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(Photo: Abode of Chaos/Flickr)

How Putin’s Image Obsession Helps Explain the Situation in Ukraine

• March 11, 2014 • 12:14 PM

(Photo: Abode of Chaos/Flickr)

While the crisis in Crimea might seem anything but rational, when you look at it through the lens of Putin’s past actions, it starts to make some sense.

Angel Merkel said Vladimir Putin was “in another world,” while Hillary Clinton likened him to a little historical sociopath named “Adolf Hitler.” He recently gave a press conference that has been called “strange,” “rambling,” an indicator that he’d “lost his mind,” and a coming out party for the “world’s largest troll.” He rides—or at least “has ridden”—a horse without his shirt on. He’s staged a Winter Olympics in a place with palm trees. He’s turned life for homosexuals into a rough equivalent of what it was like to be a witch in colonial Massachusetts. And he’s just generally done so many things that make a Westerner wonder just what the hell is going on.

Now, Russian troops are in Ukraine, as you surely know. (Go read about it here, if you’ve been in outer space for the past two weeks.) And, with the uncertainty of a massive nation camping its troops inside a divided and unstable one, there’s still the question of: “Why is he doing this?” Sure, there are the obvious and immediate answers for why Russian influence over Ukraine is important to Russia, but there’s still no obvious answer for why the largest nation in the world thinks the way to achieve that in the year 2014 is by doing something so seemingly reckless. In other words: you can’t just take over another country on a whim anymore, man.

Well, as Steven Ward wrote at The Monkey Cage yesterday, one explanation is “status.” While it’s maybe difficult to comprehend, could Putin be doing all this in an effort to achieve some kind of intangible self-image of Russia both within its borders and abroad? And honestly, would you put it past this guy? To get some more insight, I spoke to Thomas Lindemann a political science professor at Artois University in France and an author of multiple books on “image” in global politics.

You’ve done a lot of work with regard to the ideas of “image” and “reputation” in international relations. Pursuits of these things often trump more rational-seeming concerns like, say, the economy or national security. Is there any actual, somewhat tangible value in the leaders of nations pursuing a certain kind of image, especially when it leads to losses in other areas? Or is it often just a mistake?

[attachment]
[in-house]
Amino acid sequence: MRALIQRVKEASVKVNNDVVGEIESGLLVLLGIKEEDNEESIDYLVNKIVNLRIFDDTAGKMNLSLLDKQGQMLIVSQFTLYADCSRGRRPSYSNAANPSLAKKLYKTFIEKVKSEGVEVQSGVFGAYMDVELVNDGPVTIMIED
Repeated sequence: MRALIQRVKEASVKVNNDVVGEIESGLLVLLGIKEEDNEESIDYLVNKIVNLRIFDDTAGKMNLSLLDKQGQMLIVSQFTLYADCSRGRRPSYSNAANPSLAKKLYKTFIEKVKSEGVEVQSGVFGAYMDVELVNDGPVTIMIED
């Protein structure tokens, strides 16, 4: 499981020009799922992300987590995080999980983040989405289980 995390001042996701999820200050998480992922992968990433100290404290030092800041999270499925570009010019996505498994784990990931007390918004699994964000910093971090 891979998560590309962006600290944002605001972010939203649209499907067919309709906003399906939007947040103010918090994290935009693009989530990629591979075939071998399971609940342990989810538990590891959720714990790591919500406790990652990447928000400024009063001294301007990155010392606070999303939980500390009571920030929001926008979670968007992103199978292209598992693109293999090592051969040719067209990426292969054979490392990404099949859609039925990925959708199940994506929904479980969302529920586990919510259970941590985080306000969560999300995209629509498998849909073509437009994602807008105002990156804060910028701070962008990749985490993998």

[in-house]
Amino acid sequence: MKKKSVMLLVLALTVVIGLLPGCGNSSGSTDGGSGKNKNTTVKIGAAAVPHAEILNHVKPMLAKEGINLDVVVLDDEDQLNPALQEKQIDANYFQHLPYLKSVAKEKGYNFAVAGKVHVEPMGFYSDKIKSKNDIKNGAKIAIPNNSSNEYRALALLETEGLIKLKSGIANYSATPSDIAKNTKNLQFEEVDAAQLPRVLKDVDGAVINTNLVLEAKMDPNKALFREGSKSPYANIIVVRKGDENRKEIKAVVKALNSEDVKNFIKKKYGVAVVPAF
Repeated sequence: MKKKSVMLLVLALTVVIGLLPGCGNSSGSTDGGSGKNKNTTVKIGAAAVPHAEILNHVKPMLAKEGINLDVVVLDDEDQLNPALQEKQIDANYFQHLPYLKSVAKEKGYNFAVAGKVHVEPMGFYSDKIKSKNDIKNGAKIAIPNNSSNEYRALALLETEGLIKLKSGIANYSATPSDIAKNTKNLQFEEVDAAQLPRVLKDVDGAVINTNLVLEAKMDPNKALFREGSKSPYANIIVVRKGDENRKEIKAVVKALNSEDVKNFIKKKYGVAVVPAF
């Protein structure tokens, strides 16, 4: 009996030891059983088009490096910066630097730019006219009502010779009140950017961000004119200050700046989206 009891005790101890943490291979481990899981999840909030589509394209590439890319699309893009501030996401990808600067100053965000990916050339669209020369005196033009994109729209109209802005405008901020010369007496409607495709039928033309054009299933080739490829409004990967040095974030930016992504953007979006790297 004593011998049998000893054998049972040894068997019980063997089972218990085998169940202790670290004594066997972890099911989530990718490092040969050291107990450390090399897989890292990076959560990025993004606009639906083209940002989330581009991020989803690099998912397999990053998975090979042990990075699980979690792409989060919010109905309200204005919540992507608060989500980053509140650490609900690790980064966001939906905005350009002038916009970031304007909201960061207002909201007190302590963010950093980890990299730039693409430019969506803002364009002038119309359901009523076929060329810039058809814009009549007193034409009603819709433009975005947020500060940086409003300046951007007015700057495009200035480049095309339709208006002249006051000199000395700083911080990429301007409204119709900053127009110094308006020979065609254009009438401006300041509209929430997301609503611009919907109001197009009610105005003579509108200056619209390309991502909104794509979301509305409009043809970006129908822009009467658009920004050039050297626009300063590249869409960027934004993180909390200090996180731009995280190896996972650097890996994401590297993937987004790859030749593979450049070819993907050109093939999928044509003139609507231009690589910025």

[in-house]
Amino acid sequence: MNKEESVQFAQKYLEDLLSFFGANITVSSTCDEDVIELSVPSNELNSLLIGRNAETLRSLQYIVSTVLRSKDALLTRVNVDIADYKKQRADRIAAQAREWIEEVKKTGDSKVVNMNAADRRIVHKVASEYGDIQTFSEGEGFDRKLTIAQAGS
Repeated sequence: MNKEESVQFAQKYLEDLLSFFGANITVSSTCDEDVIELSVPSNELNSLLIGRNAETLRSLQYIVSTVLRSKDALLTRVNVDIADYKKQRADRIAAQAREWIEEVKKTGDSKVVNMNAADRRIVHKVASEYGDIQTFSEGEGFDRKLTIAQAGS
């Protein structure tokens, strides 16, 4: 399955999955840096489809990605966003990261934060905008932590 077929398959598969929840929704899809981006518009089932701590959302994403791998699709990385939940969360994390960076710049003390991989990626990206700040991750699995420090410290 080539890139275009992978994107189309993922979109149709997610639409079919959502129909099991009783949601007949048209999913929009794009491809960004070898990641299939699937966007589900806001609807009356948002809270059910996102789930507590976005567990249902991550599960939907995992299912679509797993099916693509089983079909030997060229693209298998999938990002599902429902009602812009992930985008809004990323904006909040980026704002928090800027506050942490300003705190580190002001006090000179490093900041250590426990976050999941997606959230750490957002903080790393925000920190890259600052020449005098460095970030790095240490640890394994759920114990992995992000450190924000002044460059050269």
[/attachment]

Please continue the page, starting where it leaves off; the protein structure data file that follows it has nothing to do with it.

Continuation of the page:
“He displays himself like a Russian James Bond who can handle terrorists and disrespectful Western countries. As a former apparatchik, his ‘virile outlook’ seems to me quite calculated in order to secure domestic support.”

It is often presumed that the quest for a positive self-image from a leader and its state is somewhat “irrational.” Indeed the will to preserve a positive self-image can be linked to basic human needs such as the conservation of self-esteem. We all know that we will feel shame or anger if we believe that others are slighting us. Especially domestic audiences are sensible to emotional and moral aspects of international politics because state symbols are associated to the idea of self-determination and “collective interest” and are therefore invested with affectivity. As for political decision makers, their actions are obviously often linked to “strategic” considerations such as reelection and domestic legitimacy. Thus, a “positive self-image” in domestic audiences can be essential for political domestic survival. It is possible that decision makers accept strategic and economic losses for their nation in order to preserve a hubristic national narrative such as the leaders of North Korea when they provoke the Western world with their nuclear tests.